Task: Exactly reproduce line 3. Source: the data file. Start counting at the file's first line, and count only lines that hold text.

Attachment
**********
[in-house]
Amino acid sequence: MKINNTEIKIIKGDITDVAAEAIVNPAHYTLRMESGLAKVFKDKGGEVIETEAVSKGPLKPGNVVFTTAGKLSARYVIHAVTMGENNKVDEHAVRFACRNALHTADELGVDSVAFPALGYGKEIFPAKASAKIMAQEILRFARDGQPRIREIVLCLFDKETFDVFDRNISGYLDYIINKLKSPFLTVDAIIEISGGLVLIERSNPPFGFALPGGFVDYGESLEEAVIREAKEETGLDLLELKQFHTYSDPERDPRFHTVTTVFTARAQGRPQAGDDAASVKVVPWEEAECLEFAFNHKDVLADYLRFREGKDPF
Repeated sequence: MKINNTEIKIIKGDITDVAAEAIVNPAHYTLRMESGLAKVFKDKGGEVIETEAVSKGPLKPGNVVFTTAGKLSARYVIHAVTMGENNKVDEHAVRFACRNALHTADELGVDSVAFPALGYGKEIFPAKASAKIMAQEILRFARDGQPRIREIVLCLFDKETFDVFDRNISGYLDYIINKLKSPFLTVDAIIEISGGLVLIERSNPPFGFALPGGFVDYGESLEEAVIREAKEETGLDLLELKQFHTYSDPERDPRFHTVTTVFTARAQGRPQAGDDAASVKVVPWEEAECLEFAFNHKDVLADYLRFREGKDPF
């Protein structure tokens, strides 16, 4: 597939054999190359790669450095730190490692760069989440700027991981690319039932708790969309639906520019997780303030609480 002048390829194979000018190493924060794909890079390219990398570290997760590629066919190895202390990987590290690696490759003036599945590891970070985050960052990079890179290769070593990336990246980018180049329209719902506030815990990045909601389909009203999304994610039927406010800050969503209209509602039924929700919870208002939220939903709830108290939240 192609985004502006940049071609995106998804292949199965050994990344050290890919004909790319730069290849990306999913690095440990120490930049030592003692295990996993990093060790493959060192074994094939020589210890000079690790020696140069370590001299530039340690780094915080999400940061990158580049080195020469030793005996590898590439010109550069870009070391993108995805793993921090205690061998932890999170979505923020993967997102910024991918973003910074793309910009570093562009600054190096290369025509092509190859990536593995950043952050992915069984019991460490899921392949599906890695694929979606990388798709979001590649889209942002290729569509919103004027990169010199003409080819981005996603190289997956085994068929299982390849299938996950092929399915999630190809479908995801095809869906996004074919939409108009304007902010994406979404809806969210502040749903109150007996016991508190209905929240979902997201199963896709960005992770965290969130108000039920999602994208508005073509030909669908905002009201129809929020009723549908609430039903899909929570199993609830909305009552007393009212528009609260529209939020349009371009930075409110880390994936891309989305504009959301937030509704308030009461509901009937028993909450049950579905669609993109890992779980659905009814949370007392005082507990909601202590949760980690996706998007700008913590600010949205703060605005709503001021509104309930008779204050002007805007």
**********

Repeated sequence: MKINNTEIKIIKGDITDVAAEAIVNPAHYTLRMESGLAKVFKDKGGEVIETEAVSKGPLKPGNVVFTTAGKLSARYVIHAVTMGENNKVDEHAVRFACRNALHTADELGVDSVAFPALGYGKEIFPAKASAKIMAQEILRFARDGQPRIREIVLCLFDKETFDVFDRNISGYLDYIINKLKSPFLTVDAIIEISGGLVLIERSNPPFGFALPGGFVDYGESLEEAVIREAKEETGLDLLELKQFHTYSDPERDPRFHTVTTVFTARAQGRPQAGDDAASVKVVPWEEAECLEFAFNHKDVLADYLRFREGKDPF